confirmed by a study by the Center for Disease Control that happened between 1984 and
2014. According to the study, prisoners at least 6.4 mire times likely to get ill from eating
food than the general American population (Fassler and Claire).
The prison system also holds people for unreasonably long even when one has
reformed. The case of Mumia Abu-Jamal is an example. Long after the prisoner has
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reformed and has even started writing books and inspiring people to change their bad ways,
the man is till being held. Sentence he was given has no chance of parole because he
committed murder. The sentence that Mumia was given is a good example of one that does
not prioritize reform. Sentences that are reformative aim at returning the convict to the
society after his behavior has reformed and he or she now fits with the rest of the
community. However, sentences that only end when one dies or sentencing people to death
is seeking retribution rather than benefit the society in general. Other sentences that are
common in the Unites States of America that emphasize on punishment over correction are
the ones that have the mandatory minimum rule (Skarbek, 411). The mandatory minimum
requirement sentences are usually given mostly in drug related charges. In such charges,
people serve a mandatory minimum sentence without parole. In such cases, the intention is
to punish the convicts for the crimes they commit. Such sentences have no rehabilitative
value because they only focus on ensuring that prisoners are imprisoned for long times in
the American prison system.
It is bad to prioritize punishment over rehabilitation for several reasons. First, the
punitive sentences lead to very high prison populations that cost the American tax payers.
According to Skarbek (411), America has among the highest prison populations in the
world. There are about 2.2 million prisoners in the prison system of the United States of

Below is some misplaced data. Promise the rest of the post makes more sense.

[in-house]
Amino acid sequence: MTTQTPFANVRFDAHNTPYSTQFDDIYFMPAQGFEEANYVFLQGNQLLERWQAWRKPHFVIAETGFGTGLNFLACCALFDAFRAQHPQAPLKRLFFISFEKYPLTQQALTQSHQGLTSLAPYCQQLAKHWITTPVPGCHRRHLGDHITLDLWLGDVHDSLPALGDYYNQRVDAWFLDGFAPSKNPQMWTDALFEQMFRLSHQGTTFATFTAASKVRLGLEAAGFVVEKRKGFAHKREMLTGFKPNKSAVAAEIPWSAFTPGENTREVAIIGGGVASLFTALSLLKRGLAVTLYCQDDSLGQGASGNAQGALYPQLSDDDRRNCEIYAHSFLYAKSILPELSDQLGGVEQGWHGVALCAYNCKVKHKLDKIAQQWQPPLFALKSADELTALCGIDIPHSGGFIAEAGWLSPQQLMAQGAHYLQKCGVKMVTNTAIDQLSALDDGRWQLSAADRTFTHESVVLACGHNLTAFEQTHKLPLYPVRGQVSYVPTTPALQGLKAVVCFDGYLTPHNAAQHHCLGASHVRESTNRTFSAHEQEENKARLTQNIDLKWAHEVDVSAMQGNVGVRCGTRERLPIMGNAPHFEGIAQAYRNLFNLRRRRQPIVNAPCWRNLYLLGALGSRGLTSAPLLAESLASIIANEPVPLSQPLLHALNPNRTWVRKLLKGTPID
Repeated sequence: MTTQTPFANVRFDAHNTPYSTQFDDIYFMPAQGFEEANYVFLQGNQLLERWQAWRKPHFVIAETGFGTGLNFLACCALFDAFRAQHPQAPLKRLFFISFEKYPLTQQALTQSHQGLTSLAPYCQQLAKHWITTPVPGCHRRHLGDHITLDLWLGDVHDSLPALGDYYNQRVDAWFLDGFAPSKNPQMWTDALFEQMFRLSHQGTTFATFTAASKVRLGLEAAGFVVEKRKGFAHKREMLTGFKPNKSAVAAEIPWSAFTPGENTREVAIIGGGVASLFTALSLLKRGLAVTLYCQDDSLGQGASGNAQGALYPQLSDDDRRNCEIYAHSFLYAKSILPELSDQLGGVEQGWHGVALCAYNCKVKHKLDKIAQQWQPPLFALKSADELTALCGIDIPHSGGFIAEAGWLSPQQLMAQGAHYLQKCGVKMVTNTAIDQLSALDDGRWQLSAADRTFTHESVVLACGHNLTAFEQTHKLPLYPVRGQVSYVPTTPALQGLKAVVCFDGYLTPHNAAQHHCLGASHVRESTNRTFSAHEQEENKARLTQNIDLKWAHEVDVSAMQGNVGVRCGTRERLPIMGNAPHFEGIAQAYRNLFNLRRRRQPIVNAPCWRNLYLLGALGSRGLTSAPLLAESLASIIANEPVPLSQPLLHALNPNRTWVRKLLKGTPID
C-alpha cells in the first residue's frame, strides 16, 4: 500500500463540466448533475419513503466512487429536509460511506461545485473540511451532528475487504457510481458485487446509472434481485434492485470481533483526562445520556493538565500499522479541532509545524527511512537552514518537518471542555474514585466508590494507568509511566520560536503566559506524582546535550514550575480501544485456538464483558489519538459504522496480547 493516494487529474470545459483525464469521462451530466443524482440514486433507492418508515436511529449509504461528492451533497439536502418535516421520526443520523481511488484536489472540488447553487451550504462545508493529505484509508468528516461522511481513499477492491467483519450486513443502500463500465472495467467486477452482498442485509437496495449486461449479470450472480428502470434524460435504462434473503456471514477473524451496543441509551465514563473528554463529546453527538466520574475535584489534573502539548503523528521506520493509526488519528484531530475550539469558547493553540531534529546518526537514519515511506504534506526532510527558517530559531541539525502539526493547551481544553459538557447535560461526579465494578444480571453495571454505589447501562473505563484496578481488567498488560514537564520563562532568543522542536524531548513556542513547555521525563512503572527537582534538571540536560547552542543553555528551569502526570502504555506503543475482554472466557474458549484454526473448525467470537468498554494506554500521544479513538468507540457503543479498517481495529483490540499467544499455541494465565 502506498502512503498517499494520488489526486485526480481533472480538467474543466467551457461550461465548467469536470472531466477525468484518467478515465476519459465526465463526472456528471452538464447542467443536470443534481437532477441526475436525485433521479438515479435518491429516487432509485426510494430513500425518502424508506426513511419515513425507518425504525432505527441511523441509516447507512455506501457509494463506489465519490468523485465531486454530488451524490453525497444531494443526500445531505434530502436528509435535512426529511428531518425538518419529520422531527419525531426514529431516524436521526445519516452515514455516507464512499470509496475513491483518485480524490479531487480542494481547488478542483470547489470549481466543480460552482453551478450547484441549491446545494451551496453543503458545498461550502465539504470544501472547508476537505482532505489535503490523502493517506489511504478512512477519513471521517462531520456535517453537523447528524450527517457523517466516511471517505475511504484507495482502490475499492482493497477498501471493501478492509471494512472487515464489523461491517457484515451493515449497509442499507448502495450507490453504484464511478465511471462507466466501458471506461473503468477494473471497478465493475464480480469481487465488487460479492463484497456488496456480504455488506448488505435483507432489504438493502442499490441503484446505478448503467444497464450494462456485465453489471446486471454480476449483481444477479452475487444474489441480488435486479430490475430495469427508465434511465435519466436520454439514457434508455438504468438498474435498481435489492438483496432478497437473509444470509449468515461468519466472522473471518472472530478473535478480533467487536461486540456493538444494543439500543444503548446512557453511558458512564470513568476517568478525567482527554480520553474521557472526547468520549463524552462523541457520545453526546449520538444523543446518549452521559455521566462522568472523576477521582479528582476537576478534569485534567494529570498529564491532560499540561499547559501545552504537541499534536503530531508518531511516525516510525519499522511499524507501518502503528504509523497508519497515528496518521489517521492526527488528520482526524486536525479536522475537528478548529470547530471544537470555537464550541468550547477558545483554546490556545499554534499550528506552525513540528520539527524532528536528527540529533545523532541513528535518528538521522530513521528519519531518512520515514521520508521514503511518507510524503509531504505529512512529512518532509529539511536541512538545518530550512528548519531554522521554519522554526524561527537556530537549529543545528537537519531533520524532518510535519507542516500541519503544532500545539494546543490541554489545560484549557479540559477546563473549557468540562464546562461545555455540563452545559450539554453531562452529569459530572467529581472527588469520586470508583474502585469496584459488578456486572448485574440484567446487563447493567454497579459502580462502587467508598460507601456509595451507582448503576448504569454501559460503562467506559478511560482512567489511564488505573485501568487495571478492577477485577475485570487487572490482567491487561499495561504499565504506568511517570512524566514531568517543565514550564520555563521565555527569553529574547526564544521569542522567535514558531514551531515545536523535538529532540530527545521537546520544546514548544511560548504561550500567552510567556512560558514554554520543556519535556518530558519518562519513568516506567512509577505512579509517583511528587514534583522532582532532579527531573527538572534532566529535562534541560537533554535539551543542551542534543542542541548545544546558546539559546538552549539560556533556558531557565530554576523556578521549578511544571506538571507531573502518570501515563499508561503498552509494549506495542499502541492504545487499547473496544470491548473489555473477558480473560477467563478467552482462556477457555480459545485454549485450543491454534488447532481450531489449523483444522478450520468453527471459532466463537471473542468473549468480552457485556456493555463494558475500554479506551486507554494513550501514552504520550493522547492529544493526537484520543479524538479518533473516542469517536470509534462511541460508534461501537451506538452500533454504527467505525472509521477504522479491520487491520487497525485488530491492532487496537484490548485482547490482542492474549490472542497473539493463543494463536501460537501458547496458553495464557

America. The punitive measures such as the mandatory minimum sentences that are
recommended for drug related crimes and others that led to such high rates of
imprisonment. The huge prison population requires feeding, housing and other basic needs
and therefore costs a lot of money. The situation in the American prisons is also caused by
the high rates of recidivism. The prisoners serve their sentences and are released back to the
society without having changed their behavior. The convicts return to their old ways or
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even move to bigger crimes due to their long stays in the prison system and their interaction
with other criminals over the long stays. Recidivism is partly to blame for the high
populations in the prisons. The long sentences without rehabilitative measures also lead to
the growth of the ethnic prison gangs that still control the American streets while inside the
prison cells (Skarbek, 411). According to the author, the prison gangs recruit people from
inside the prisons during the long prison stays and turn them into drug traffickers, therefore
increasing the crime rate outside the prison walls. the combination of very long sentences,
gangs in the prisons and recidivism contribute to the high costs of running the prison
system and yet there are less costly alternatives that have better results. For instance,